Featured School

West Dallas Community School

It takes a special kind of faith and determination to build a school in a neighborhood that has been called the Devil’s Back Door.

Pastor Arrvel Wilson grew up in in the West Dallas projects and dreamed of fleeing. It was for years one of the ten poorest communities in the nation and has the worst high school in Dallas. After serving in the Marines, he felt compelled to return and came back with his wife, Eletha, to start a ministry. He knew that education was vital to saving the community.

“He had been praying for a Christian school in West Dallas,” Cheryl Mayne, Director of West Dallas Community School (WDCS), told ThinkWave. “This community is historically impoverished. The district is mired in poverty. He met other folks that had started a school previously. They had experience in pedagogy.”

Providential meetings with Carole and Norm Sonju (co-founder, former president and general manager of the Dallas Mavericks) and Robin and Michael Lewis, founders of the Providence Christian School, resulted in WDCS.

“They had a network, which gave them credibility as a startup,” said Mayne. “School startups are exceedingly difficult. They were able to start the school in 1995. It was predominantly African-American then.”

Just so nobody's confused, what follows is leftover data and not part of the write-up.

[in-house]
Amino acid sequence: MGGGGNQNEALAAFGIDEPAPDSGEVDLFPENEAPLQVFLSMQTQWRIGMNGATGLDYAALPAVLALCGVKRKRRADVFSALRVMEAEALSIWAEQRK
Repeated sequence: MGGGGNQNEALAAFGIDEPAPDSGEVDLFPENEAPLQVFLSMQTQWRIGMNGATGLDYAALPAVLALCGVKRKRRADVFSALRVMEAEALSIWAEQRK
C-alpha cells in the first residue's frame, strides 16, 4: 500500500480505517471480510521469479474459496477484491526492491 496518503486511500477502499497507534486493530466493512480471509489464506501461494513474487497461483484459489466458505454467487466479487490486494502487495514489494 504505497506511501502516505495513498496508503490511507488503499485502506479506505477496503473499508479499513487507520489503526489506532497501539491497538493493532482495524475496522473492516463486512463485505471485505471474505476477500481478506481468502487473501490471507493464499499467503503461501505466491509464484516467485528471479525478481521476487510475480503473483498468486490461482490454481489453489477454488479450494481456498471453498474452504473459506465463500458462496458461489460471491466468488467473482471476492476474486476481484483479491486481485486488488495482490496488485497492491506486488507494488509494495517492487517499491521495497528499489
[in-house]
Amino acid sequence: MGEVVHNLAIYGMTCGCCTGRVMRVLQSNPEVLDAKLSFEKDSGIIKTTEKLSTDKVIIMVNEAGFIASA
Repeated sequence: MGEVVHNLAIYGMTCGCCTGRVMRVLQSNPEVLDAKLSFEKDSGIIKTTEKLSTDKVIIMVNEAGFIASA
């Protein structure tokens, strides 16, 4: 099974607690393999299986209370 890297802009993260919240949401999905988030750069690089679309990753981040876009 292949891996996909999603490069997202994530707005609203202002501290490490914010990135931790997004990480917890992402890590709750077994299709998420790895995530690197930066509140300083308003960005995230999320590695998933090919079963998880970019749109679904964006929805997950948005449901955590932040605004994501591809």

West Dallas’ demographics have evolved. WDCS draws 65 percent of its pre-K-Grade 8 student body from the immediate community, which is now 50 percent Hispanic. Students include children from Dallas’ Asians and Ethiopian refugee communities. The change has brought new issues to the school, which still confronts West Dallas’ core problem.

“Poverty has its own effect on families,” Mayne told ThinkWave. “Many children come from single parent homes, families who have one incarcerated member. We see grandparents raising grandchildren. We see language issues, and not just that children can’t speak English,” she said.

There is a lot of ADHD and oral language deficiencies, said Mayne. WDCS works with Scottish Rite Hospital to treat children with dyslexia.

In order to reach children, WDCS reaches out to families.

“Once a year we go out to the neighborhood,” said Mayne. “If parents are not afraid, we dialogue with them on what we are about. Believe it or not, was are not as well known as you might expect. We have open houses where parents can come to us. We are open to that. There is a lot of word of mouth. People have siblings and cousins and neighbors who are happy with what they have experienced.”

Pastor Wilson’s reputation is a foundation of the school’s success.

“Many trusted the man,” said Robert Hunt, Director of Development. “He said it could be a great opportunity for them.”

Children undergo admissions testing and primary caregivers must play an active role in their education, attending regular meetings and lectures on subjects such as sex education, responsible social media use and conflict management. The caregiver-school relationship is regarded as a partnership and at least minimal tuition is required.

“45 percent of families pay $65 per month,” said Hunt. “Children get a free breakfast and a free lunch from a federal program.”